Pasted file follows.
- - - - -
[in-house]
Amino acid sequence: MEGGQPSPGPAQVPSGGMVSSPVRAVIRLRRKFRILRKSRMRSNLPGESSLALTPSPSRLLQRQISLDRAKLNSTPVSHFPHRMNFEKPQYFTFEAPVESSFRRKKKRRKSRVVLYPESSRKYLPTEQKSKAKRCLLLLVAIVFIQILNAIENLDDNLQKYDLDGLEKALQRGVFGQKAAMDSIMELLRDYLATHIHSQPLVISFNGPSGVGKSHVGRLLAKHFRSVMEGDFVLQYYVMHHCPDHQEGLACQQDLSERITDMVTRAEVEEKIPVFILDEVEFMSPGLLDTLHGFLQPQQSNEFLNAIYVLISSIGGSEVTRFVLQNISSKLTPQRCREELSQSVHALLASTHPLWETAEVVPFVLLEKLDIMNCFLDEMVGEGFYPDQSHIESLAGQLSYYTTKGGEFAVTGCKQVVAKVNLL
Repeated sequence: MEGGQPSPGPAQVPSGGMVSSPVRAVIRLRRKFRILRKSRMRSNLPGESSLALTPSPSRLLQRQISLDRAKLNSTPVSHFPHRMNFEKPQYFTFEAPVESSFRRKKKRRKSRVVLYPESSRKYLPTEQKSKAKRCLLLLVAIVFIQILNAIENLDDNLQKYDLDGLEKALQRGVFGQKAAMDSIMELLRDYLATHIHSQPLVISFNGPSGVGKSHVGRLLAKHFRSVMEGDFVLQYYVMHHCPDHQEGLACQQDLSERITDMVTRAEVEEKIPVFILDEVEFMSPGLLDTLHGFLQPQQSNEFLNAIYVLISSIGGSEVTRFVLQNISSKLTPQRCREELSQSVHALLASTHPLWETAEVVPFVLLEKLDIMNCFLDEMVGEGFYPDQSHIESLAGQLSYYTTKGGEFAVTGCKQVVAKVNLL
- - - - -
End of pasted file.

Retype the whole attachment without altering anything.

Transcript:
[in-house]
Amino acid sequence: MEGGQPSPGPAQVPSGGMVSSPVRAVIRLRRKFRILRKSRMRSNLPGESSLALTPSPSRLLQRQISLDRAKLNSTPVSHFPHRMNFEKPQYFTFEAPVESSFRRKKKRRKSRVVLYPESSRKYLPTEQKSKAKRCLLLLVAIVFIQILNAIENLDDNLQKYDLDGLEKALQRGVFGQKAAMDSIMELLRDYLATHIHSQPLVISFNGPSGVGKSHVGRLLAKHFRSVMEGDFVLQYYVMHHCPDHQEGLACQQDLSERITDMVTRAEVEEKIPVFILDEVEFMSPGLLDTLHGFLQPQQSNEFLNAIYVLISSIGGSEVTRFVLQNISSKLTPQRCREELSQSVHALLASTHPLWETAEVVPFVLLEKLDIMNCFLDEMVGEGFYPDQSHIESLAGQLSYYTTKGGEFAVTGCKQVVAKVNLL
Repeated sequence: MEGGQPSPGPAQVPSGGMVSSPVRAVIRLRRKFRILRKSRMRSNLPGESSLALTPSPSRLLQRQISLDRAKLNSTPVSHFPHRMNFEKPQYFTFEAPVESSFRRKKKRRKSRVVLYPESSRKYLPTEQKSKAKRCLLLLVAIVFIQILNAIENLDDNLQKYDLDGLEKALQRGVFGQKAAMDSIMELLRDYLATHIHSQPLVISFNGPSGVGKSHVGRLLAKHFRSVMEGDFVLQYYVMHHCPDHQEGLACQQDLSERITDMVTRAEVEEKIPVFILDEVEFMSPGLLDTLHGFLQPQQSNEFLNAIYVLISSIGGSEVTRFVLQNISSKLTPQRCREELSQSVHALLASTHPLWETAEVVPFVLLEKLDIMNCFLDEMVGEGFYPDQSHIESLAGQLSYYTTKGGEFAVTGCKQVVAKVNLL